To compare the American model to many other countries we see some stark differences. Many countries have large government or partially government owned utilities with huge (sometimes country wide) service areas considering the number of customers. As an example we can consider EDF (Electricity De France). As a partially owned government utility, energy policy can be directly set by the government through the utility’s investment in technologies. As the largest nuclear operating company backed by the full faith of the French government, the risk of poorly executed projects are easily absorbed through rates or taxes. An American utility on the other hand because of its relative size is betting the company with every nuclear plant it builds due to the cost and capitalized value of the power company. For those of us in the industry we understand the upfront cost is offset by improved operating and fuel costs over the lifecycle of the plant. This has been the case even with significant investment in plant capital programs driven by lifecycle and regulatory issues. Understanding this long term view is of little consolation for the investor that is looking at quarterly returns in lieu of the forty to eighty year lifecycle of the plant. In contrast a government investor in a policy driven investment can afford to wait and reap long term benefits of the policy. So the size and financial backing of the utility or the group of utilities building the new nuclear plants is important in the growth of the use of nuclear power to generate electricity.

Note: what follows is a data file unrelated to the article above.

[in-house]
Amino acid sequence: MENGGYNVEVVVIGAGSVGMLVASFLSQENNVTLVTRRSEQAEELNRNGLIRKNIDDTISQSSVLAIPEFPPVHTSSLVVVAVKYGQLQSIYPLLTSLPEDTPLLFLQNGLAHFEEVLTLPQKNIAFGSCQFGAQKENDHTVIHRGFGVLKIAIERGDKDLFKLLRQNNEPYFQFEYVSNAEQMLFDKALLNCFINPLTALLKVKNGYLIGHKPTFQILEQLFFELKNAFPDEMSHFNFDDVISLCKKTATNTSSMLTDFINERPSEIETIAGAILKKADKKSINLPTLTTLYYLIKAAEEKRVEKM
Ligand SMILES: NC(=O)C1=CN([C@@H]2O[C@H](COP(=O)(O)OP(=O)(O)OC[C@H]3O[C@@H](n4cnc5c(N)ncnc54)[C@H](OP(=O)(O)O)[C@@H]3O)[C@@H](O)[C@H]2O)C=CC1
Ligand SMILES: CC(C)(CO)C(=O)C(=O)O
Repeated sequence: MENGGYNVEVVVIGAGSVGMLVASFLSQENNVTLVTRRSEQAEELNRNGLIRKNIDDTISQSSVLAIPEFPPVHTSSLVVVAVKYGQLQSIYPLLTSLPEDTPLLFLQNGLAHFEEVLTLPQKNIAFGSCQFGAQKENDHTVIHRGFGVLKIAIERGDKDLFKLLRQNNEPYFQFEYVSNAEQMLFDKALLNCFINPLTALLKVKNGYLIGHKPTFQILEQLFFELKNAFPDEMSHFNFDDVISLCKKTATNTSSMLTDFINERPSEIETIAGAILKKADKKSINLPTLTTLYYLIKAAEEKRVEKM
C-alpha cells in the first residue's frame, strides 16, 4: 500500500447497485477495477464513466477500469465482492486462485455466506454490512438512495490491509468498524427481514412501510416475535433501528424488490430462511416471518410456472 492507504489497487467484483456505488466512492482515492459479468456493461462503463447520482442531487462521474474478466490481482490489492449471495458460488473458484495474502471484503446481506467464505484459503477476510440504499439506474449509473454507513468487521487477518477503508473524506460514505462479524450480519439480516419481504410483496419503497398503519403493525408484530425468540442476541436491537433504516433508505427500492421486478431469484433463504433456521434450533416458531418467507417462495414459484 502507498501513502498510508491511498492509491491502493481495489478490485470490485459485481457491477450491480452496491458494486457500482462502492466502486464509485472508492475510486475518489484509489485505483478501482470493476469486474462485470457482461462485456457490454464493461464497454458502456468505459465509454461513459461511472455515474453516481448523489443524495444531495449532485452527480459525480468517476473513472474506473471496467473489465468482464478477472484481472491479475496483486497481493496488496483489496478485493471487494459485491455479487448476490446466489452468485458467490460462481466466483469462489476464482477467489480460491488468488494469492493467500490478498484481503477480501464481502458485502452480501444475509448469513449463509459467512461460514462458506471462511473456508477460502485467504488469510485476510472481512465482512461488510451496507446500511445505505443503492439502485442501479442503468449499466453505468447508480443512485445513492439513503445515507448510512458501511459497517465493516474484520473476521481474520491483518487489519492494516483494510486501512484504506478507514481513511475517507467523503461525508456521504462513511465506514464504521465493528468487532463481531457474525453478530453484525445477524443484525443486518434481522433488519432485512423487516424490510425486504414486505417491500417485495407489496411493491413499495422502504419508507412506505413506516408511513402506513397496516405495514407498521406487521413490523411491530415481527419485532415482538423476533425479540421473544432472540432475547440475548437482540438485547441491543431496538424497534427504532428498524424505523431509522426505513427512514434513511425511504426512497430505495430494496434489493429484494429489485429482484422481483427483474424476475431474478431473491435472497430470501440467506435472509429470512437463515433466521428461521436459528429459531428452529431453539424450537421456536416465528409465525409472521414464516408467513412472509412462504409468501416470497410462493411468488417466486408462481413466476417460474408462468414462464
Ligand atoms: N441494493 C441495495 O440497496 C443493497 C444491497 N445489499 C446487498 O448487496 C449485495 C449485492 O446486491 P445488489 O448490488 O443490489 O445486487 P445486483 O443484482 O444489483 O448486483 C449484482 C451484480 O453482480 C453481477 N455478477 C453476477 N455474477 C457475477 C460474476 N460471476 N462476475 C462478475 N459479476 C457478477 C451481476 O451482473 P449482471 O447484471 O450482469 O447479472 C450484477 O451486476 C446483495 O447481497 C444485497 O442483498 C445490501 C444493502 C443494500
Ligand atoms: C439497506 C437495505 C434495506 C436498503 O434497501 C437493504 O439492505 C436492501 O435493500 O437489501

So What about the Cost?

The next obvious question is about cost. Why does it cost so much to build a new nuclear plant? As in all things there are multiple parts to the answer of this question. A big piece currently is basic supply and demand for raw materials needed for the plants. The cost of steel, concrete and copper has all gone up tremendously due to a worldwide demand from construction. China’s effort to create new infrastructure has affected the cost of many infrastructure projects from roads, to bridges, to water and wastewater projects as well as power plants.